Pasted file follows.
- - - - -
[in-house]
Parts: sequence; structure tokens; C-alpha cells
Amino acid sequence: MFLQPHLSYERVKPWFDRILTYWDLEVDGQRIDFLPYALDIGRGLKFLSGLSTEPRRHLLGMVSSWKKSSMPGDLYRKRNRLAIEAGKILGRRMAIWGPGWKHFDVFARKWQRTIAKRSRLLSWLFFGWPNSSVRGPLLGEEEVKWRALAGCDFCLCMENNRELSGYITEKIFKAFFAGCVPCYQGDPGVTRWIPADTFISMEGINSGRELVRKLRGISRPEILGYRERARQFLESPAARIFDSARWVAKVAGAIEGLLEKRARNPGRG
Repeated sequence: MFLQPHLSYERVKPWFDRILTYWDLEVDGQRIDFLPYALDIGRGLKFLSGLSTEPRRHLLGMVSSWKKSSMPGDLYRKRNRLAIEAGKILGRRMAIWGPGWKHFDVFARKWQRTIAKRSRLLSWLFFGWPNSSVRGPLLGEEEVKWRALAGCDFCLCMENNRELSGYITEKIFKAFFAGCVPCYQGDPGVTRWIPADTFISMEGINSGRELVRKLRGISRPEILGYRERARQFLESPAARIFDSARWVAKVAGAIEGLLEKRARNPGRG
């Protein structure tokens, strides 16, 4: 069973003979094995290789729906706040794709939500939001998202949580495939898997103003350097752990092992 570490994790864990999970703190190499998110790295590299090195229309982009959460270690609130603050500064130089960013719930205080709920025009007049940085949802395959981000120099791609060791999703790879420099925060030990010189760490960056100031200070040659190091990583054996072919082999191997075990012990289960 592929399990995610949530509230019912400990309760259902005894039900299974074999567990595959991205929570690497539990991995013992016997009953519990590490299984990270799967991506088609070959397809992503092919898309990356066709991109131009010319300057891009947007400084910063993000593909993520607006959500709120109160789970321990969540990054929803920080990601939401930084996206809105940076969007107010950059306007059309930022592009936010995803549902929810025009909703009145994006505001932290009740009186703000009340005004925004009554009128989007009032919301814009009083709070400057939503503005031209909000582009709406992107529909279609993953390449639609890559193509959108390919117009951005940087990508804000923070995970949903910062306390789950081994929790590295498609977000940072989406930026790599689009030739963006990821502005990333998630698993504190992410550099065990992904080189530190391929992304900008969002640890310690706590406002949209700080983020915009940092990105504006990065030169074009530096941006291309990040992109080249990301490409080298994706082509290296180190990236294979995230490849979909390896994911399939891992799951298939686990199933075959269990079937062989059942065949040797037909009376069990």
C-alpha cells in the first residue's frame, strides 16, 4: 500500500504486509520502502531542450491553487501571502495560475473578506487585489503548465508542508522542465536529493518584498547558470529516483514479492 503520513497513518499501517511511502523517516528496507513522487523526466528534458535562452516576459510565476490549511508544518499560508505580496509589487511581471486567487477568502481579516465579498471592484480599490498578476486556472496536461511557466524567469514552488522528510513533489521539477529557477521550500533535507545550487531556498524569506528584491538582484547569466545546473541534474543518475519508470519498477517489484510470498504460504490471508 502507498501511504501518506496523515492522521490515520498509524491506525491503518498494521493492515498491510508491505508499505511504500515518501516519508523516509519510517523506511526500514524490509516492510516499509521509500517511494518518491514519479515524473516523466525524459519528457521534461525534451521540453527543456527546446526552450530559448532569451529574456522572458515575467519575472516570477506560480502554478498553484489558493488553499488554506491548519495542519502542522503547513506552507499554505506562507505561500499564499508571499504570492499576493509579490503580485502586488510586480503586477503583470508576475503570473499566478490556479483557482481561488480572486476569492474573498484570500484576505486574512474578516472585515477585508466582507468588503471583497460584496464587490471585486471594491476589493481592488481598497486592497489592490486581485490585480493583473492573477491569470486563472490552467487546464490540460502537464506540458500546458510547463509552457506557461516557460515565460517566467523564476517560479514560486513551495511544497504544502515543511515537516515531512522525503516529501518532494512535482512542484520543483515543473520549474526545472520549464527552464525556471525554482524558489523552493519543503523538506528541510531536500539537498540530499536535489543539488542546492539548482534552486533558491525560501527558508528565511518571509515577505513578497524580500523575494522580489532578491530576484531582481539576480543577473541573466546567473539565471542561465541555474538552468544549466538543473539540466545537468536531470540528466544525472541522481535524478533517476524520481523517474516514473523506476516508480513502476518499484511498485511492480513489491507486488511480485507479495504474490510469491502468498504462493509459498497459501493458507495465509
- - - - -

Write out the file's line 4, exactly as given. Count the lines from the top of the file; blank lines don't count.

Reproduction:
Repeated sequence: MFLQPHLSYERVKPWFDRILTYWDLEVDGQRIDFLPYALDIGRGLKFLSGLSTEPRRHLLGMVSSWKKSSMPGDLYRKRNRLAIEAGKILGRRMAIWGPGWKHFDVFARKWQRTIAKRSRLLSWLFFGWPNSSVRGPLLGEEEVKWRALAGCDFCLCMENNRELSGYITEKIFKAFFAGCVPCYQGDPGVTRWIPADTFISMEGINSGRELVRKLRGISRPEILGYRERARQFLESPAARIFDSARWVAKVAGAIEGLLEKRARNPGRG